9%
15
10%
31
9%
Totals 184
100%
148
100%
332
100%

Finally, the extended family household composition may tend to shift the focus of wage comparisons between the two individuals in a conjugal relationship. The presence in the household of other wage-earning or child-rearing adults is likely to have a profound effect on the resources of the family as a whole.

In summary, our research shows that relatively few people pay or receive spousal support in Nunavut. Nevertheless, there appeared to be strong community support for laws providing for support and division of property as a matter of fairness and as an important resource for children. Limited support claims certainly reflect a general lack of knowledge about rights to spousal support or division of property. As well, and as discussed below, there are clear issues concerning access to the courts. However, the scarcity of support claims may also reflect broader social factors, regardless of the rights of married and common-law spouses on breakdown. In particular, there are unlikely to be significant transfers between spouses in the majority of cases when there are relatively low income disparities between spouses and relatively low incomes. As Nunavut changes in the years ahead-particularly with the development of a larger Inuit middle class (or elite)-it is likely that this right will become more important. At this point, it does not appear to be a priority concern in family law.

3.6 Matrimonial Home

In situations where income levels are low, typically the major economic issue in family breakdown is the disposition of the matrimonial home. For many families, the home will be the only real asset and will take the place of any other property settlement.

Nunavut and the Northwest Territories have established the broadest property rights of any jurisdiction in Canada for common-law spouses, providing the same rights as for married persons in terms of occupancy and ownership of the matrimonial home. Nevertheless, some notable differences stand out against a background of similarity) in the patterns of home ownership between common-law and married couples. By far the largest percentages of both groups rent their homes (three-quarters of respondents reported living in rented housing). This is not surprising, as most of the 60 percent of Nunavummiut living in public housing live in rental housing (with the exception of about 500 "access units" for which mortgage payments are geared to income). However, among our respondents, slightly more married people lived in houses they owned (approximately 20 percent of married persons compared to 15 percent of common-law couples). A more significant difference was that a considerable number of common-law respondents (about 7 percent) reported living in someone else's house (see Table 15). Overall in Nunavut the rates of home ownership are less than half the national average. Census Canada reports that nationally 64.5 percent of householders report owning their own home (with and without a mortgage), while 36 percent rent.[84]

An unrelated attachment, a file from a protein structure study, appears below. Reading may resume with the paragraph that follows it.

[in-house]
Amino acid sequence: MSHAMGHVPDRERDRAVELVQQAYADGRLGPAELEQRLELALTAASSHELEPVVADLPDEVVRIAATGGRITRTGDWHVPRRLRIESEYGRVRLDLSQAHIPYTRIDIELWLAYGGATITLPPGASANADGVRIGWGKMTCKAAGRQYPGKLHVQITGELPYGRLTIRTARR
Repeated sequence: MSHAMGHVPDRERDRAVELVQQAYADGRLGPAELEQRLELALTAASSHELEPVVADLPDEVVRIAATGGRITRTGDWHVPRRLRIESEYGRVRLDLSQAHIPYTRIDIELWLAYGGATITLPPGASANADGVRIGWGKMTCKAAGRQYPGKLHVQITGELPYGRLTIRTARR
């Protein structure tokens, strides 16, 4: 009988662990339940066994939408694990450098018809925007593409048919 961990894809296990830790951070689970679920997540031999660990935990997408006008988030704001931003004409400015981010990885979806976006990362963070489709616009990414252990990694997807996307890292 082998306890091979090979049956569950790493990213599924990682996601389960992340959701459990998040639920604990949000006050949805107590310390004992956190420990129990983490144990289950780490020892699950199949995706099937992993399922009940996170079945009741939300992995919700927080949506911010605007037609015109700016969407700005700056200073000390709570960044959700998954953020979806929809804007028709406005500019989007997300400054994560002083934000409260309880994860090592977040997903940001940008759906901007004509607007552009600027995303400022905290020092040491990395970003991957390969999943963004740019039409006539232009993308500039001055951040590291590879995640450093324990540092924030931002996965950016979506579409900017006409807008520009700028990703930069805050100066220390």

Table 15:
Distribution of Respondents' Housing Type by Type of Union and by Gender
Housing Type Currently married, not separated, divorced or widowed
Female Male Total respondents Total sample
Owned 13
26%
8
26%
21
26%

16%
Rental 34
68%
23
74%
57
70%

42%
Other person's house
-

-

-

-
Other 3
6%
0 3
4%
2%
Missing
-

-

-
54
40%
Totals 50
100%
31
100%
81
100%
135
100%

HousingType Currently common law
Female Male Total respondents Percent total sample
Owned 5
10%
8
22%
13
15%

15%
Rental 42
88%
22
60%
64
75%

74%
Other person's house 1
2%
5
14%
6
6%

7%
Other   2
2%
2
2%

2%
Missing
-

-

-
2
2%
Totals 49
100%
38
100%
85
100%
87
100%

Note: These figures are non-cumulative.

In this context, while it is necessary to provide a mechanism for equitable division of the marital interest in the home and protect against inappropriate dispositions, the majority of Nunavummiut are affected far more directly by the law concerning possession of the home. Significantly, the family home provisions of the new Family Law Act[85] apply to rental and public housing in the territory. There is a right to apply to a court for exclusive possession of the home. Factors to be taken into account include the best interests of any children, availability of other accommodation, the parties' finances, violence, and existing court orders.

This is a subject about which we have heard considerable community concern. As with other family law issues, it does not appear that people have significant information about their legal rights. More importantly, lack of access to the courts and delay may have a major impact on asserting a claim to occupancy of the home to which a spouse may be entitled, and/or which may be in the best interests of the child.

Practical issues also create difficulties in asserting rights to exclusive occupancy. First, the court is required to consider the availability of alternative accommodation. In light of Nunavut's housing crisis, it may be very difficult to order someone out of the home when the alternative is homelessness or moving into the already overcrowded homes of relatives. Local housing organizations (LHOs) have responsibility for the administration of housing within the community, and most LHOs have emergency criteria for moving people up the waiting list for available units. In most cases, according to Housing Corp personnel, those criteria would be used to assist a homeless parent and children.[86] It is not clear whether that same priority would be used for a single individual in order to maintain the children and custodial parent in the existing home. Further, there are limits to the ability of these local bodies to prioritize since there is "not a vacant useable social housing unit in Nunavut."[87]